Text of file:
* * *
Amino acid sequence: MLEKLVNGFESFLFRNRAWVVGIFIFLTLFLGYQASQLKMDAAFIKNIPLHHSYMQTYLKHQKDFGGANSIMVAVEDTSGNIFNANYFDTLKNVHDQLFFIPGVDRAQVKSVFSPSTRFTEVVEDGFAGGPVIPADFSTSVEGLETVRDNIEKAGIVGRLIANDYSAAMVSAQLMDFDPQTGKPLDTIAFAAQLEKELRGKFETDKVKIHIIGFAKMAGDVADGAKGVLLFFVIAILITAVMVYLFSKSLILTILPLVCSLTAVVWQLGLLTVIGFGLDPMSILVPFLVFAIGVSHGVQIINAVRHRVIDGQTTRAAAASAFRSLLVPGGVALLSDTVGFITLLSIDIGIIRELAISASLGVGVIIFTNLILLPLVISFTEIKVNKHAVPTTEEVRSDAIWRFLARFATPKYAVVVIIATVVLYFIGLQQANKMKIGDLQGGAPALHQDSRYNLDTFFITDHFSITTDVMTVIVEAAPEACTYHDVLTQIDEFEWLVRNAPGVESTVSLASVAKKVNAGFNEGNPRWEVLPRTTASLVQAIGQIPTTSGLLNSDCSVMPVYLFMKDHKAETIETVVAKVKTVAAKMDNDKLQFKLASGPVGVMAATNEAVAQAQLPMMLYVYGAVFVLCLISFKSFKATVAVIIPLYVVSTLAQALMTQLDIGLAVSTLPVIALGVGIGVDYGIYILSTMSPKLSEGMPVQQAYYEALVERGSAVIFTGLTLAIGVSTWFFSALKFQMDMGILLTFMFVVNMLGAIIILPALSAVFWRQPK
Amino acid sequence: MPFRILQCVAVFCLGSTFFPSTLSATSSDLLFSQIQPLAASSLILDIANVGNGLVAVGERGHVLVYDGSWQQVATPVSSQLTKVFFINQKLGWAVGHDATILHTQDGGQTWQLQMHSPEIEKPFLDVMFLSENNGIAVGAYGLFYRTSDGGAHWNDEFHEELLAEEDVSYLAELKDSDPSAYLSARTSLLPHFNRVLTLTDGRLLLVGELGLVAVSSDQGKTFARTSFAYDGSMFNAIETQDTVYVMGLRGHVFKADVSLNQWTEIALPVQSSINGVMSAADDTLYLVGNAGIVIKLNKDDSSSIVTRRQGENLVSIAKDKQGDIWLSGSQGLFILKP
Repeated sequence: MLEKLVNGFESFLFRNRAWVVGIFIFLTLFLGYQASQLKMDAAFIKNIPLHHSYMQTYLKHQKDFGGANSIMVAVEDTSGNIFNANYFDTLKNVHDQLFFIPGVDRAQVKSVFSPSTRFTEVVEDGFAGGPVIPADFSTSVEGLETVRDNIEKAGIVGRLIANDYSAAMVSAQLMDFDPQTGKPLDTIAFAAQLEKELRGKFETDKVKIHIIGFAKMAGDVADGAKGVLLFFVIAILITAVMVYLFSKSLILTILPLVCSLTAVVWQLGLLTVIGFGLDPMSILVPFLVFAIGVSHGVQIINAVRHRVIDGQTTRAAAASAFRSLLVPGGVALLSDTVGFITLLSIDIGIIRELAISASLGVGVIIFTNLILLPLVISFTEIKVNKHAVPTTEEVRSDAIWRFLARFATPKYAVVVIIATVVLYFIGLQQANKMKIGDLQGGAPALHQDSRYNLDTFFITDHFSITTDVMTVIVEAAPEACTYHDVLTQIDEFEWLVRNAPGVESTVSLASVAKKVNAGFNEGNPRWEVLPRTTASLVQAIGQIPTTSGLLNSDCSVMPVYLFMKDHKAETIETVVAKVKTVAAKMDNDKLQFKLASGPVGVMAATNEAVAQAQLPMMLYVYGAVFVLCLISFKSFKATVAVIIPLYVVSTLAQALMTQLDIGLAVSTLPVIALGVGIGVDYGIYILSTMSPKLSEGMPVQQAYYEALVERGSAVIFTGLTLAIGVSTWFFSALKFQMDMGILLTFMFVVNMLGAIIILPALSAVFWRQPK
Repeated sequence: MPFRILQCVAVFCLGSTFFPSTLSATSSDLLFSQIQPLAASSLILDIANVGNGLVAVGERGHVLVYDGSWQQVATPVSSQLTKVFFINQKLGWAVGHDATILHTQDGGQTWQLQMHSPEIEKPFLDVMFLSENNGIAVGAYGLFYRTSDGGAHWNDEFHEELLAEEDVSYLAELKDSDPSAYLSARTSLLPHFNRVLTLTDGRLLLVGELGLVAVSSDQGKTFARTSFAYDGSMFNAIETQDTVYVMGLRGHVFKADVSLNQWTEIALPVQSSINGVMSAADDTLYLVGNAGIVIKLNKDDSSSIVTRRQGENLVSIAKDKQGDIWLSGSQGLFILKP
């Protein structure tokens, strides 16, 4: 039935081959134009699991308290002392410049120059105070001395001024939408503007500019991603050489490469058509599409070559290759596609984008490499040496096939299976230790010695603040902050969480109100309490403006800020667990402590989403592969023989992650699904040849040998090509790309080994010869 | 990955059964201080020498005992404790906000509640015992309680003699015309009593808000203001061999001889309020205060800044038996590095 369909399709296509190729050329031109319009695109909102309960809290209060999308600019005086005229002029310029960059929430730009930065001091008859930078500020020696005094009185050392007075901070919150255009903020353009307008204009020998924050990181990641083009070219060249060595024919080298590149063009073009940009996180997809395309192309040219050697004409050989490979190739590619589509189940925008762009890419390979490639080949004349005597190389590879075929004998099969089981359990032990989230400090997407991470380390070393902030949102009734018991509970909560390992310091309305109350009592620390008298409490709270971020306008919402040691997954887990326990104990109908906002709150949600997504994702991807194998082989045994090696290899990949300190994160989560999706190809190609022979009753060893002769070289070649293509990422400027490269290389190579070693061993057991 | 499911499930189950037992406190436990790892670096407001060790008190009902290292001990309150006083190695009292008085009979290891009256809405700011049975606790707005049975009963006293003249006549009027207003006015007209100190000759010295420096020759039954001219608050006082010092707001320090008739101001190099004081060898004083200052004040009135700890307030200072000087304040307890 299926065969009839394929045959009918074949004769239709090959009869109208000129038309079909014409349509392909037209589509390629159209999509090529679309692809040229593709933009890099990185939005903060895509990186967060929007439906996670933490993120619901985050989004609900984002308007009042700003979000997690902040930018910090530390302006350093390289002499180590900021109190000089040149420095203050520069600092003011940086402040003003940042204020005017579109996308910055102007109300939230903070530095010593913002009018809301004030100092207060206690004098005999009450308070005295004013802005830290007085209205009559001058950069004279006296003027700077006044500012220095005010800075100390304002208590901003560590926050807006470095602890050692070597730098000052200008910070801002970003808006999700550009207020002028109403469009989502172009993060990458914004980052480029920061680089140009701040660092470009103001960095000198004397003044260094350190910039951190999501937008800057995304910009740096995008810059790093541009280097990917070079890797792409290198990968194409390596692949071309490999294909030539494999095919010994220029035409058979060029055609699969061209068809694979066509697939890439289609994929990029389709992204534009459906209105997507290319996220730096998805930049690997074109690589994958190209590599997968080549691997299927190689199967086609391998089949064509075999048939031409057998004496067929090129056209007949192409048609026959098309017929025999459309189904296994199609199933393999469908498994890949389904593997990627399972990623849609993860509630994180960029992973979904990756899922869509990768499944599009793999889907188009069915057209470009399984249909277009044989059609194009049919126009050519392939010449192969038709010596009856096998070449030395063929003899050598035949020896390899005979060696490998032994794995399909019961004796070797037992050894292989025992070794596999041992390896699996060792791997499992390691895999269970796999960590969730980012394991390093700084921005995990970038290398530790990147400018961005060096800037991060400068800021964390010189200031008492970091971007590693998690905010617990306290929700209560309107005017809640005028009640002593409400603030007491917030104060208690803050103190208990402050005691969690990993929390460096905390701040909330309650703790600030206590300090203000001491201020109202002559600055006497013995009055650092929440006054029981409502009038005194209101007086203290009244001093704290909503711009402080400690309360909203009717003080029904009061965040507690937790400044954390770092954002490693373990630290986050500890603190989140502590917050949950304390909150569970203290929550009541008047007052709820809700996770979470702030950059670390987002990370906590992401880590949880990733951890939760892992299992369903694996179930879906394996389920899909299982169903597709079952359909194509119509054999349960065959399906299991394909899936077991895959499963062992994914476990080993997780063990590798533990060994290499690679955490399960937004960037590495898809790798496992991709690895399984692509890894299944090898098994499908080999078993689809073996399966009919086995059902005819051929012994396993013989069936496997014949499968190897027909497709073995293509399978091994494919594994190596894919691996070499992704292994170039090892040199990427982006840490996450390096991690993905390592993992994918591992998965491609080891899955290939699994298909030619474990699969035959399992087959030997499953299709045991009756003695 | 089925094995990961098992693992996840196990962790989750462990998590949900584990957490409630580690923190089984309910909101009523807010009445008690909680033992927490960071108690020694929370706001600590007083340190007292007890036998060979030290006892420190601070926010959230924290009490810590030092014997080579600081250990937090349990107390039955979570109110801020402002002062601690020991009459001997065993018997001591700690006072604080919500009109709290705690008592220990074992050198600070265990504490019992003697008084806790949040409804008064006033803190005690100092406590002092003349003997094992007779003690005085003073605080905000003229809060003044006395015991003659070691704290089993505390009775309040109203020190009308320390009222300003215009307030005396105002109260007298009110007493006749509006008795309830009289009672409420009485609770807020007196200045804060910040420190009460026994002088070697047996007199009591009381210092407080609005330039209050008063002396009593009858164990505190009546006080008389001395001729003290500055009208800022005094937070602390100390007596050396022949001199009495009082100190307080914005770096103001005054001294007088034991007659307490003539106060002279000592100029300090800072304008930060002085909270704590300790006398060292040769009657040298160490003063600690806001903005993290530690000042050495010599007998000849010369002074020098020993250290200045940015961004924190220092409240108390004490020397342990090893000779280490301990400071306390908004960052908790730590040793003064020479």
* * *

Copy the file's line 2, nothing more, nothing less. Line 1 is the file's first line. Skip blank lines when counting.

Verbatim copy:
Amino acid sequence: MPFRILQCVAVFCLGSTFFPSTLSATSSDLLFSQIQPLAASSLILDIANVGNGLVAVGERGHVLVYDGSWQQVATPVSSQLTKVFFINQKLGWAVGHDATILHTQDGGQTWQLQMHSPEIEKPFLDVMFLSENNGIAVGAYGLFYRTSDGGAHWNDEFHEELLAEEDVSYLAELKDSDPSAYLSARTSLLPHFNRVLTLTDGRLLLVGELGLVAVSSDQGKTFARTSFAYDGSMFNAIETQDTVYVMGLRGHVFKADVSLNQWTEIALPVQSSINGVMSAADDTLYLVGNAGIVIKLNKDDSSSIVTRRQGENLVSIAKDKQGDIWLSGSQGLFILKP